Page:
Tuesday, June 20, 2017

The Youngest (potential) CASL Students

Two future Wolverines decided to skip attending a Headstart program and advance straight to college at the University of Michigan-Dearborn.

In early June, my niece Malaya, and my good friend Veronica’s niece, Ryleigh, met for the first time on UM-D’s campus. Veronica (Ronnie) and I had been arranging the perfect time for our almost-one-month-apart nieces (Malaya was born May 19, 2016 and Ryleigh was born June 22, 2016) to meet. Campus was the perfect setting. Our nieces enjoyed meeting professionals in the administration building, me and Veronica’s academic advisor- Traci Ballard, and had lunch in the bustling University Center during a large Welcome Event in progress for new students.

Another highlight was taking Malaya and Ryleigh to CASL and letting them sit in the lecture hall where Veronica and I had our Journalism classes and Psychology classes.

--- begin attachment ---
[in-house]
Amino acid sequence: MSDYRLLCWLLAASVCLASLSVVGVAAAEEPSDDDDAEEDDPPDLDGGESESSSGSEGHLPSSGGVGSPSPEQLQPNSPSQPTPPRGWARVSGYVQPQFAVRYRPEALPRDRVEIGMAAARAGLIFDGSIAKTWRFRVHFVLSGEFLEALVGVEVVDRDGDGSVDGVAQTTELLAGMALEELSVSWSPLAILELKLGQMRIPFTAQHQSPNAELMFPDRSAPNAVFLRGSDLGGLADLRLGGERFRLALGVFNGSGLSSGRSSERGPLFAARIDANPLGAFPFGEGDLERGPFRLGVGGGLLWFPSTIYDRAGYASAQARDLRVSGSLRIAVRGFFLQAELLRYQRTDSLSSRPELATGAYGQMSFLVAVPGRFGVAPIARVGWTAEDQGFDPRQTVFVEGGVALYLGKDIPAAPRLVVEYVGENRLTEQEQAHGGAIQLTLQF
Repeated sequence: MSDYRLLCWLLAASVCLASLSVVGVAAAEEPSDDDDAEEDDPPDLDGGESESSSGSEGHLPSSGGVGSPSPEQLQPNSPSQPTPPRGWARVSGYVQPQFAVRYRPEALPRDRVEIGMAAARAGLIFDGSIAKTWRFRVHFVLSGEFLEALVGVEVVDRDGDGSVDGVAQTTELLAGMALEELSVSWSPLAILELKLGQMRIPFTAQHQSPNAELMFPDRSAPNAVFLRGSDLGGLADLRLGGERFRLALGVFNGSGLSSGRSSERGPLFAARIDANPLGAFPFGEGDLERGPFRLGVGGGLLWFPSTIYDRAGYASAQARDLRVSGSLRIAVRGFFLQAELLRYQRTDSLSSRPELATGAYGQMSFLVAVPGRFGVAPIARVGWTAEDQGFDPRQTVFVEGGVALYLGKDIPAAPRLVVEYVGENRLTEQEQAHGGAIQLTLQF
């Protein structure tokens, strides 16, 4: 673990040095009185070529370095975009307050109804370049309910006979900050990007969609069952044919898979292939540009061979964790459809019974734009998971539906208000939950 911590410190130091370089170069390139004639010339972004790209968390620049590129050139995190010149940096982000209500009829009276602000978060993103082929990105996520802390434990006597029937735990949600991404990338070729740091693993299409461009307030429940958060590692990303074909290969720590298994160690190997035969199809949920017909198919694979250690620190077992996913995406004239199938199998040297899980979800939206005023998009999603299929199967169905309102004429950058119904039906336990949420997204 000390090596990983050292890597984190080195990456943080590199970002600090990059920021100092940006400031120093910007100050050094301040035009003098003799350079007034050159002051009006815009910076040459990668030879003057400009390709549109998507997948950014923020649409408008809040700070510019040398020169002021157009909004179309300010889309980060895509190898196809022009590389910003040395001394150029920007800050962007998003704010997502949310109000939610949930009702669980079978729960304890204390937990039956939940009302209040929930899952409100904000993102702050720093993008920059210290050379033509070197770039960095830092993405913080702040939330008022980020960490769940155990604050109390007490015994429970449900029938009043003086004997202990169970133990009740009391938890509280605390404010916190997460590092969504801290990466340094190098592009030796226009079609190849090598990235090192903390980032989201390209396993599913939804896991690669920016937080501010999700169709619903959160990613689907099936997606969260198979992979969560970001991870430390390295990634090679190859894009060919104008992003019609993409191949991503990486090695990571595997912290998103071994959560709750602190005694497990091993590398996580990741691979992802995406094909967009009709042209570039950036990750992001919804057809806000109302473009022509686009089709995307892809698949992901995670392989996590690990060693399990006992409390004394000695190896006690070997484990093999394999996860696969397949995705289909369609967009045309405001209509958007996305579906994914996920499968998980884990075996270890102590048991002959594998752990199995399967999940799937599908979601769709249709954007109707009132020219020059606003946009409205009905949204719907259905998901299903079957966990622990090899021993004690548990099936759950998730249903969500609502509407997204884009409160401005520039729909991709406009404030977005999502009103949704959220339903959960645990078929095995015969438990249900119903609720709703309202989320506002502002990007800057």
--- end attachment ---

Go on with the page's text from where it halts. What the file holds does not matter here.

Of course, these young minds had no idea they were on a college campus, or meeting major stakeholders on campus, or that they were being groomed to follow in their auntie’s footsteps. I will share those things with Malaya later, and I’m sure Ronnie will do the same with Ryleigh.

What is important is that we exposed them to opportunity and the importance of learning, even at a young age. Opportunity and being a Lifelong Learner is what UM-D represents for myself and I can confidently say it represents the same for Ronnie too.

Alumni typically keep in mind college memories, and are encouraged to give back to their alma mater. However, part of giving back includes investing in future generations, especially your own family members.

In due time, Malaya and Ryleigh will grow up and realize they are two beautiful African American women. Perhaps they won’t have to contend with various social, or racial issues that are present now. Maybe they will or won’t be interested in the stories Ronnie and I can share from our days as students at Michigan. Whatever the case, Veronica and I have given them a foundation, and maybe years from now our nieces will agree that blue is the best color to bleed.

Written By Leah T. Johnson

Leah and Veronica are CASL ’11 graduates with degrees in Communication.